If Trump is the voice of the alt-right, then Breitbart is the mainstream channel. The Southern Poverty Law Center noted on its Hatewatch blog that Breitbart might be on its way to becoming “the media arm of the Alt-Right.”
Over the past year the media outlet has been openly promoting the core issues of the Alt-Right, introducing these racist ideas to its readership — much to the delight of many in the white nationalist world who could never dream of reaching such a vast number of people.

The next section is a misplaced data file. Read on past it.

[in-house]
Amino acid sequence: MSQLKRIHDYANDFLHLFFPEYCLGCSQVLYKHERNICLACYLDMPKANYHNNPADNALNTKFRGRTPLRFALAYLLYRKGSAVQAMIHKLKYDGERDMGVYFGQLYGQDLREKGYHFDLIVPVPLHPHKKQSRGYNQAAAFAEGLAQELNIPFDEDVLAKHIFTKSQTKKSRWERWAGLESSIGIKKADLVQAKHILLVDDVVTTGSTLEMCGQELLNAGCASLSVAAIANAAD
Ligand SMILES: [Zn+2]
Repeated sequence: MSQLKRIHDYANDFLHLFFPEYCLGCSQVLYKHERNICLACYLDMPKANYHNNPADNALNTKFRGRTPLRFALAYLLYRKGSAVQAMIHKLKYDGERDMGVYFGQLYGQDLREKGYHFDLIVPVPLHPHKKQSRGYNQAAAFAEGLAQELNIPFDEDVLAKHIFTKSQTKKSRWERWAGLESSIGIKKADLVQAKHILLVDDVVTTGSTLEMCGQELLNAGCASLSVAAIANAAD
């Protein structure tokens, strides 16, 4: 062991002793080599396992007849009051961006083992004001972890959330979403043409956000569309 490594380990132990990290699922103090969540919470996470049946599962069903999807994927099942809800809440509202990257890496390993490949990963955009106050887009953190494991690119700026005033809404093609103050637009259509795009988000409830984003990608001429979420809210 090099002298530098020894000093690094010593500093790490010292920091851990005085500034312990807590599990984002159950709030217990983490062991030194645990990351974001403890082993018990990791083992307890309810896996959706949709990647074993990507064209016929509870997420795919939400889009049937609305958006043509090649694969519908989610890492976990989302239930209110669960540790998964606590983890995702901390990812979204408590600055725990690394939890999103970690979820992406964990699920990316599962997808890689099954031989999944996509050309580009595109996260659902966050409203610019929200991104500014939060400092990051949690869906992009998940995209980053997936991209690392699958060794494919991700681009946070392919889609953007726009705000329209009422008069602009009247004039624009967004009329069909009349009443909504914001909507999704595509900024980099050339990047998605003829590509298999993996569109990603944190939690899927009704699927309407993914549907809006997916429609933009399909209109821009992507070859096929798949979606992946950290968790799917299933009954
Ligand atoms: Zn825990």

In a statement announcing his resignation from Breitbart, national security correspondent Jordan Schachtel said, “Breitbart News is no longer a journalistic enterprise, but instead, in my opinion, something resembling an unaffiliated media Super PAC for the Trump campaign.”
The alt-right is, according to a primer by the Southern Poverty Law Center, “a set of far-right ideologies, groups and individuals whose core belief is that ‘white identity’ is under attack by multicultural forces using ‘political correctness’ and ‘social justice’ to undermine white people and ‘their’ civilization.” See also here, here, and here.
Updated Nov. 5.